Soo-sun: “Then why did you kiss me?” He says it was for a different reason, one he can’t tell her. He points out that she should be happy since she didn’t want to be mixed up with him, which she agrees is technically true.
Dae-gu: “Why, does it seem unfair? You can kiss me too then.” *blink blink* He hurriedly says that that clears things up then, and goes back to bed, leaving her speechless.
She comes out a little later and sees Dae-gu curled up on the patio watching cartoons on his phone, and tosses him a pillow and blanket. His phone dies, and he mutters that there’s no chance he’ll fall asleep now. Soo-sun: “Why, because you’re thinking of me?”
She admits that she was a little miffed to think that he was just messing with her, but she decides to put it behind them and just be good partners. She puts out her hand for a shake and he swats it away. She smiles that now it’s just like it used to be and she can relax and forget about the awkwardness. She skips off to bed happily, while he remains annoyed.
In the middle of the night, Dae-gu heads to the outhouse alone, and turns around twice from fear before ultimately running away. Hahahaha. He’s too scared to pee alone.
He tries to hold it, which doesn’t really get him very far, and then he finally goes to Soo-sun’s room to see if she’s awake. OMG. I love that he needs her to go with him to the scary bathroom.
So she actually escorts him there with a flashlight, and he keeps making sure she’s still outside while he goes.
She gets bored waiting, so she offers to sing a song. It’s Lee Hyori’s “Ten Minutes,” (posted above) of course, which was her anthem in high school. She’s just as terrible at the singing and dancing as she was back then, and Dae-gu peeks out from the window to watch her.
He can’t help it—a huge smile spreads across his face. She’s so terrible but she’s so into it that you can’t help but love her in the moment, and he naturally remembers that day when he caught her singing and dancing to the same song in her school’s broadcast room.
She stops to ask if he’s still not done yet, and he lies that he needs more time just so he can keep watching her dance through the window. She gets back to it, and he breaks into a goofy smile.
Soo-sun narrates, repeating the poem Tae-il shared: “A person coming is a truly big thing. Because one person’s lifetime comes along with it.”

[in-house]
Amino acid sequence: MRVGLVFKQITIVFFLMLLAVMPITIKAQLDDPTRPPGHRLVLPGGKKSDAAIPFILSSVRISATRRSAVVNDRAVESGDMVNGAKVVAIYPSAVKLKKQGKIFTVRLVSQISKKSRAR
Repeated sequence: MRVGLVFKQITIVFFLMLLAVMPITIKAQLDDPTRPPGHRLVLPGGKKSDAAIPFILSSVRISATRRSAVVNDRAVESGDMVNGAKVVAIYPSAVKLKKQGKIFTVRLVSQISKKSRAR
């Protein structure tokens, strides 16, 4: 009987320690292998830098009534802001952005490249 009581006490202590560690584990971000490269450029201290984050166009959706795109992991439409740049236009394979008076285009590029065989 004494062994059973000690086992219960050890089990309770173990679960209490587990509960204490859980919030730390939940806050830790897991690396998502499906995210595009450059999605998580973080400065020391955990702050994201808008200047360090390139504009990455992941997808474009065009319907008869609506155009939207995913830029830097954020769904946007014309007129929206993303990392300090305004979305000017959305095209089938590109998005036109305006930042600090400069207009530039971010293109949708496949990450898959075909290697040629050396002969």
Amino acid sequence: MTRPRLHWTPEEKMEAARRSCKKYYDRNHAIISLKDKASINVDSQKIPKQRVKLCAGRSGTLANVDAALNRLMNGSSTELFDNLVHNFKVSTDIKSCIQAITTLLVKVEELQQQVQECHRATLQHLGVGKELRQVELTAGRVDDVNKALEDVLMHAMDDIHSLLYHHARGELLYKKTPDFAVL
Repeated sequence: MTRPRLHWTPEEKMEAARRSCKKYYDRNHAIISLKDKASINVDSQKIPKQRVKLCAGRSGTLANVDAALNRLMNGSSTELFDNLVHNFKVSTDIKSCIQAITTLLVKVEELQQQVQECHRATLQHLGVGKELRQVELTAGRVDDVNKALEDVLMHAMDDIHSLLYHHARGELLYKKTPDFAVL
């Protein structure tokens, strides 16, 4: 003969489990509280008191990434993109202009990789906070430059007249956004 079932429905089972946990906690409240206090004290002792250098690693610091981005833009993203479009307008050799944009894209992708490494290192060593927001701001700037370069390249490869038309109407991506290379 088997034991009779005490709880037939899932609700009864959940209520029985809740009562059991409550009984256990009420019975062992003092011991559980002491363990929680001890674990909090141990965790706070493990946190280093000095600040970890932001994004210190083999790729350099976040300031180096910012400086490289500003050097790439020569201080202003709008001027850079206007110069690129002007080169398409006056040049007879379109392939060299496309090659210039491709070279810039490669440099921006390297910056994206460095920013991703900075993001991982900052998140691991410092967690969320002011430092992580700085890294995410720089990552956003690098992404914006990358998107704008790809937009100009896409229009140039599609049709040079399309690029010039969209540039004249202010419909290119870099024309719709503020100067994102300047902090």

Masan, 2003. Ji-yong pines as he watches his noona crush receive yet another love confession from a boy. Ding Dong wonders what’s so great about her when she seems like she’s keeping all of them on the hook, but Ji-yong sighs that you can’t help loving someone.
Suddenly Soo-sun busts into the snack shop with her posse, and “Ten Minutes” comes blaring through the speakers as if on cue. She struts over to the pretty popular girl from Seoul and calls her outside. Ah, so this is the prologue to the fight on the pier, and the first time Ji-yong ever saw Soo-sun.
Cuuute. I love anytime we get flashbacks, because their teenage counterparts are so adorable and spunky. And any reference to the teenage Soo-sun is entertaining because she’s so earnest and good as an adult that I often forget that she was such a rowdy troublemaker. The best part is that Dae-gu is falling for her first, despite himself. And it’s not the kiss, which he frankly does more for self-preservation than anything, but her adorable off-key, off-beat song and dance that puts a smile on his face. I’m actually happy that he swore he didn’t like her, because now the more he likes her he’s going to die of embarrassment.
The thing that bugs me is that it feels artificial to have Soo-sun accept his don’t-ask answer about the kiss and forget about her momentary flash of Kim Ji-yong when she saw his glasses. Why is she not more suspicious? It’s one thing if the thought that he has a crush on her took over her brainspace, but once they clear the air, shouldn’t she wonder why the heck he kissed her, and remember that she may have uncovered a secret identity? I guess she’s been slow on the uptake before, but it feels like a glaring omission to just accept that she could forget about it.
I’m at least glad that she’s the one with the necklace, which should prove useful when they finally connect some dots and go after Combat Boots together. There’s obviously more to Pan-seok and Combat Boots than Dae-gu is anticipating, but so far I can’t tell what their relationship is to make Pan-seok want to see him face to face. Is he not evil? But we saw him kill Mom. On the upside, Pan-seok IS suspicious enough to go digging into Dae-gu’s past, which is the confrontation I’m really waiting for. He can’t be that antagonistic and expect Pan-seok to leave it alone, can he? It’s another way in which they’re the same—a temper that precedes reason, and gets them into trouble every step of the way.
I’m happy to watch all the love blooming, from Pan-seok’s second chance with Sa-kyung (yay), to the rare moments when Dae-gu lets his guard down around Soo-sun. And poor Gookie of course, who’s going to get his heart crushed. Tae-il might not even be gay (they’re teasing it so much that it seems like an obvious setup for a twist), but I like that the point isn’t his orientation, but Gook’s very supportive moment of being a good best friend. I would like very much for Mom to just move to Seoul so that the threat of her popping by at any time would get Soo-sun in the apartment, because I seriously can’t believe the boys just let her go back to that rooftop tent. Until then, outhouse dates will have to do.